ENGL 508. Rhetoric and Science. 3 Hours.

This course explores the relationship between rhetoric and science. Students will analyze the audiences, purposes, and conventions of scientific arguments as well as the role of specific texts in shaping scientific disciplines and debates. No background in science is required.

ENGL 550. Introduction to Forensic Linguistics. 3 Hours.

This course introduces students to the analysis of language for legal purposes and provides them first-hand experience in forensic linguistics. The course focuses on the application of linguistic theory, research, and procedures to issues of the law. In their final project, students analyze language data and provide a forensic linguistic report. Also listed as ENGL 450.

ENGL 601. Studies in Composition and Rhetoric. 3 Hours.

Historical developments in the field of composition and rhetoric as it relates to current issues and practices.

ENGL 602. Editing. 3 Hours.

Introduces students to the theory and practice of editing.

ENGL 605. Professional Writing Theory. 3 Hours.

Introduces students to the history of, development of, and current issues in professional writing theory and research.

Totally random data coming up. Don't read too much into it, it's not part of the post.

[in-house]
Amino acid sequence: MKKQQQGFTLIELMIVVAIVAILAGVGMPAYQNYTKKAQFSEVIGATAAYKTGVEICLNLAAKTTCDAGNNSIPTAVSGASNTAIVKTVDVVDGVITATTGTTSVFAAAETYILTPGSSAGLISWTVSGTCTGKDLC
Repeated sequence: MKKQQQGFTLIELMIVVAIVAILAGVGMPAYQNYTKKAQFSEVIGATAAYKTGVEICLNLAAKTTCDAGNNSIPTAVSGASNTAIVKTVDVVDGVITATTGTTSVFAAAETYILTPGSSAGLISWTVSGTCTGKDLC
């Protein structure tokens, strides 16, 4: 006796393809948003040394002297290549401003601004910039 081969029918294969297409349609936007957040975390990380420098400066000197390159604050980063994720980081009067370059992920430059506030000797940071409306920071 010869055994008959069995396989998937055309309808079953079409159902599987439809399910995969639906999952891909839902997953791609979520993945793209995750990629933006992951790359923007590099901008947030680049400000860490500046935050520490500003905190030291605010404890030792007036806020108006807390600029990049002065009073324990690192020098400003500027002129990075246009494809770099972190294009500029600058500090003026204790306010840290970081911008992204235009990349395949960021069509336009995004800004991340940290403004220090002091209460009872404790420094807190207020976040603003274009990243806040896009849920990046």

ENGL 606. Topics in Humanities Computing. 3 Hours.

Topics rotate by semester; check with instructor. Topics may include: literary studies (electronic editions, hypertext, computer games, and virtual environments); critical theory (techno-theory, narrative theory); composition theory (rhetoric of online media, pedagogy); creative writing in digital media.

ENGL 607. Topics in Rhetoric. 3 Hours.

Topics vary by year; check with instructor. Course may include textual, historical, critical, and/or theoretical study. Not restricted to any one period or century.

ENGL 608. Writing Project Summer Institute. 3-6 Hours.

Experienced teachers examine issues in the teaching of writing and study current and past research in the field.

ENGL 609. College Composition Pedagogy. 3 Hours.

Introduces students to theories, practices, and current issues in teaching college composition. Restricted to GTAs in the English department.

ENGL 610. Professional Writing Internship. 3,6 Hours.

PR: ENGL 601 and ENGL 602 and ENGL 605. Student applies research and theory to writing tasks in a professional setting; (100 workplace hours for 3 credits; 200 hours for 6 credits.).

ENGL 611. Sturm Workshop. 1 Hour.

PR: Consent. Creative writing workshop conducted by Sturm visiting writer in residence.

ENGL 618A. Graduate Writing Workshop: Fiction. 3 Hours.

PR: Consent. Advanced workshop in creative writing. Genre and focus vary from semester to semester.

ENGL 618B. Graduate Writing Workshop: Non-Fiction. 3 Hours.

PR: Consent. Advanced workshop in creative writing. Genre and focus vary from semester to semester.

ENGL 623. Old English 1. 3 Hours.

Study of Anglo-Saxon with selected readings from the literature of the period.

ENGL 624. Old English 2. 3 Hours.

PR: ENGL 623. Beowulf and other texts in Old English.

ENGL 631. Studies in Nonfiction Prose. 3 Hours.

Advanced study in the genre of nonfiction, with emphasis varying from year to year. Course may include textual, historical, critical, formalist, and/or theoretical study. Not restricted to any one period or century.

ENGL 632. Studies in Poetry. 3 Hours.